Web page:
On 13 December, 2002, then-US President George W. Bush announced that Washington would unilaterally withdraw from the 1972 ABM Treaty that it concluded with the Soviet Union. The treaty barred the parties from deploying anti-ballistic missile systems that could cover the entire territory of their countries, or provide a base for such broad-range defense.
“Finally, the INF Treaty prohibited all intermediate-range missiles whether conventional or nuclear, precisely because of their dual nature and the impossibility to detect the character of an attack. There is thus a logic to include all systems into a final ‘package deal’ where both sides would be reassured that strategic stability is preserved,” he added.
The venue of the talks — Geneva — is a good sign since it is the place where important agreements were negotiated in the past, Finaud told Sputnik.
“It is difficult to assess at this stage how much and how fast progress can be achieved. There is a need to share on both sides for an in-depth discussion about what is meant by ‘strategic stability’, usually implying the preservation, for each side, of its retaliation capacity in case of first strike by the other,” he continued.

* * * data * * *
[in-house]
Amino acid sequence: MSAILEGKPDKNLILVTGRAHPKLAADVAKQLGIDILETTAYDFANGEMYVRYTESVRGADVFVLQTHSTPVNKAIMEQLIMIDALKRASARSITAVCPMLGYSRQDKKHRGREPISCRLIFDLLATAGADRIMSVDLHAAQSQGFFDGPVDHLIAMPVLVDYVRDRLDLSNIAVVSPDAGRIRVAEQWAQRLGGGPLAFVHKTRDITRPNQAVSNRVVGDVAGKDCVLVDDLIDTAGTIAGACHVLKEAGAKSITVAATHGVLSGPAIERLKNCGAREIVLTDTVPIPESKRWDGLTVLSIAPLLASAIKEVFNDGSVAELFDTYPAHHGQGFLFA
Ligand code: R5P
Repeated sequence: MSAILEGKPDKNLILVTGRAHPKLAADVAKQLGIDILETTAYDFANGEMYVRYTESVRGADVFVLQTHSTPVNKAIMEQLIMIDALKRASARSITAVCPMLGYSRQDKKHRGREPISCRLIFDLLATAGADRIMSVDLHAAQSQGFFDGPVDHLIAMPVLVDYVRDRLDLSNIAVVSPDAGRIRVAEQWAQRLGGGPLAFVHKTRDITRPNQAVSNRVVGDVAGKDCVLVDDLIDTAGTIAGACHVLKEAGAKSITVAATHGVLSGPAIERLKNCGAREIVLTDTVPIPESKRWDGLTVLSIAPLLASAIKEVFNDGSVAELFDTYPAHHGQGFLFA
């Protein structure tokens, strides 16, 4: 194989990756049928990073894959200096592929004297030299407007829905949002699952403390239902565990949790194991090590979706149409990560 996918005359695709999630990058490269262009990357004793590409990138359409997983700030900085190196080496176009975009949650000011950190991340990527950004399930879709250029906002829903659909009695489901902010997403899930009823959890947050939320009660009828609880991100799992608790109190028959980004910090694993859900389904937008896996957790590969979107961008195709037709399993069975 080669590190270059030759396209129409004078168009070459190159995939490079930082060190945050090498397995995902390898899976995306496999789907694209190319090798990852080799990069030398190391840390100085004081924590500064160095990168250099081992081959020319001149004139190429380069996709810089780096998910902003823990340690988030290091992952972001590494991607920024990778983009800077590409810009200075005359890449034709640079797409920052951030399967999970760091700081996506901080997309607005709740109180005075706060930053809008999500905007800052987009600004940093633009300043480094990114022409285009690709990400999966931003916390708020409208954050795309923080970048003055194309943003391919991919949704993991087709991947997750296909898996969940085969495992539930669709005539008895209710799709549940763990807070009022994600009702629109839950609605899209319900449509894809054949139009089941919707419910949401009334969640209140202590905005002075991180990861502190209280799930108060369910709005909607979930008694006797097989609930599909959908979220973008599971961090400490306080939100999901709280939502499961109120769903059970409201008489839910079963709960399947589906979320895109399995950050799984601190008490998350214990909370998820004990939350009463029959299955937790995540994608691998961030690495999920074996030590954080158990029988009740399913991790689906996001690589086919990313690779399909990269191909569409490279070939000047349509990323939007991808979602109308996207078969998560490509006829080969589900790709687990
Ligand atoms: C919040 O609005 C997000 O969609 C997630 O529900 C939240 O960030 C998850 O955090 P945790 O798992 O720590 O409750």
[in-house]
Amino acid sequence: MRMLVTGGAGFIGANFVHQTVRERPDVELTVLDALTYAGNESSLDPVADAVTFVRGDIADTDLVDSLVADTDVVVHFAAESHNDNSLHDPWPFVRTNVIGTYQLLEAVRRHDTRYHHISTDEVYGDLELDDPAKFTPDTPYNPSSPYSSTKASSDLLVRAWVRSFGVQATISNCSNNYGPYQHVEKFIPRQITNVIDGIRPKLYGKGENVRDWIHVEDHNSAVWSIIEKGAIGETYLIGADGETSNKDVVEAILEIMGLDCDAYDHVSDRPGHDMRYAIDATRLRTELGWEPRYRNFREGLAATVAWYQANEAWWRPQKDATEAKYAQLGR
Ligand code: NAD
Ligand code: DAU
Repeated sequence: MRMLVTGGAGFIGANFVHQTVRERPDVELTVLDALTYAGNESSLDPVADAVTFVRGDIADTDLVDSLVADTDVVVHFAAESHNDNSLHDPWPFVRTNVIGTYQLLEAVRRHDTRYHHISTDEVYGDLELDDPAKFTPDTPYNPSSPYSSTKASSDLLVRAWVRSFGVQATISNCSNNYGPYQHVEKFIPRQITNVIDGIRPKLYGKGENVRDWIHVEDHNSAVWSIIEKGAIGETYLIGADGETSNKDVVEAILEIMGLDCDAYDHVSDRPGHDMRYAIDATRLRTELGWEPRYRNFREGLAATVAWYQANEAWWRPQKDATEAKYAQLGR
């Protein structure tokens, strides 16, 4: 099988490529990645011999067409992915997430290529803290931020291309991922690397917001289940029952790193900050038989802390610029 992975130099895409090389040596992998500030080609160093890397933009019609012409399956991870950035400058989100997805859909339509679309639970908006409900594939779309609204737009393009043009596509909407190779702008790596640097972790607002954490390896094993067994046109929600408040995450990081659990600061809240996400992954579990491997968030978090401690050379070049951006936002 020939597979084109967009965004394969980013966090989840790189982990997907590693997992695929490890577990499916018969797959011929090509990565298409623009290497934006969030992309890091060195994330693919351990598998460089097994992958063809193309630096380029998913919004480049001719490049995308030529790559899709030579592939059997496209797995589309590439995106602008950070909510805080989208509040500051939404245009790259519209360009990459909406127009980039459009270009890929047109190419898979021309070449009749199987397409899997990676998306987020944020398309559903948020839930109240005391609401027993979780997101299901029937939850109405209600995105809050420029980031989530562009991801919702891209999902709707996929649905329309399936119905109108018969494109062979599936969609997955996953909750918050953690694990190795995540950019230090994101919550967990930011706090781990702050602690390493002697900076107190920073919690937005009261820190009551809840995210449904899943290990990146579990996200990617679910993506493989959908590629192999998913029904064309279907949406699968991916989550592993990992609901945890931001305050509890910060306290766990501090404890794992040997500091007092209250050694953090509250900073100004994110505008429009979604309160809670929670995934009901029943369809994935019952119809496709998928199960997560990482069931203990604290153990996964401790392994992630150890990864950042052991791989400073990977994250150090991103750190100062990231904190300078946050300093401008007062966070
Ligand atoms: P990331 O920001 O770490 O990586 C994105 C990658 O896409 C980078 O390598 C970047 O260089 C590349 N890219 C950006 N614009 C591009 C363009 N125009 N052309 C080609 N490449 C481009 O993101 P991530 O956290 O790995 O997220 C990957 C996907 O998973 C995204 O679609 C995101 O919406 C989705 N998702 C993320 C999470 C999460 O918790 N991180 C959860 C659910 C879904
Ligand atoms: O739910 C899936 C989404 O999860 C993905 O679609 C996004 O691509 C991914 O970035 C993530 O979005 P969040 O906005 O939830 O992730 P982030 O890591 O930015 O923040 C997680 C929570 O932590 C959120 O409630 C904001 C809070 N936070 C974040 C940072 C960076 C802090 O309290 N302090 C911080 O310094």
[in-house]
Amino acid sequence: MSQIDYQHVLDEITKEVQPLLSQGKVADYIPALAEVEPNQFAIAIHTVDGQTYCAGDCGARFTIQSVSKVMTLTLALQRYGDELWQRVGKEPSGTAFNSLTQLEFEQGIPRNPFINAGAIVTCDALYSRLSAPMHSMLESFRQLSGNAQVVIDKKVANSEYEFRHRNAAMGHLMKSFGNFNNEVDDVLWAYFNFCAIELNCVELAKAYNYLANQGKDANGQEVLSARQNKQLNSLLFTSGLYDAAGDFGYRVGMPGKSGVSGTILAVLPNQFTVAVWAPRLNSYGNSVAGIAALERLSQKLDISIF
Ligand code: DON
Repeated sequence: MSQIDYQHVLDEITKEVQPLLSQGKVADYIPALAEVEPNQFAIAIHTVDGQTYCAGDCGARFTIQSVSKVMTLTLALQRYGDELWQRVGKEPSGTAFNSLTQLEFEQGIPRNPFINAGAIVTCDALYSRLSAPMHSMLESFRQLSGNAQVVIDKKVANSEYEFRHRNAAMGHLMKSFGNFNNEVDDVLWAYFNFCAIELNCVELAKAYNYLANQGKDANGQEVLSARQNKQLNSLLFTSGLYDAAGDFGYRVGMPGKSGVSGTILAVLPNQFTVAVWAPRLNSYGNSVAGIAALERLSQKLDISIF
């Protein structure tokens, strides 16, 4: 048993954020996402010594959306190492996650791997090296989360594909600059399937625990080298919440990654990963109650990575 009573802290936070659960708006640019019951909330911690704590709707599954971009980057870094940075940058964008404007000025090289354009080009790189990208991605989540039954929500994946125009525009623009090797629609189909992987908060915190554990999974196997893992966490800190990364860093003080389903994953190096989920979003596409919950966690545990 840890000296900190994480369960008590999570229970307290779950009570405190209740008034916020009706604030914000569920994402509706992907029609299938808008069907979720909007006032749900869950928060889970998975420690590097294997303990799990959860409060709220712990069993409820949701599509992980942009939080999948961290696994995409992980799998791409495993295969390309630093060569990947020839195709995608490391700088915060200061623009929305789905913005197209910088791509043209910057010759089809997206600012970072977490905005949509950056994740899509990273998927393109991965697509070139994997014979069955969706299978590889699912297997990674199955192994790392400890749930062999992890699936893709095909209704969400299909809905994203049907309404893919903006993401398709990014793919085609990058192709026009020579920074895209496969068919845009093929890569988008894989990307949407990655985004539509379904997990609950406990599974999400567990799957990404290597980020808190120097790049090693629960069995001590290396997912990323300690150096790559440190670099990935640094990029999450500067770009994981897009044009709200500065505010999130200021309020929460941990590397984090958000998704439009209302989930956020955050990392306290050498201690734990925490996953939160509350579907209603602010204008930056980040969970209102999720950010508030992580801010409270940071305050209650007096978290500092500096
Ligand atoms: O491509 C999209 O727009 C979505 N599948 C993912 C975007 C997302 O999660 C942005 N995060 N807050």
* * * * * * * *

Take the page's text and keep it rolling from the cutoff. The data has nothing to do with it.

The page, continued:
Today, there is an urgent need to reduce the risk of nuclear war be it by escalation from conventional conflict, misperception, accident, or use of digital weapons, according to the expert.
“Indeed, the current arms race between defensive and offensive systems with the introduction of destabilizing weapons (low-yield warhead-tip or nuclear-powered cruise missiles, hypersonic missiles, etc.) and new technologies concur in lowering the threshold of use of nuclear weapons. In addition, the New START treaty expires definitively in 2026 and it needs to be replaced with a more comprehensive treaty and additional measures towards disarmament,” he said.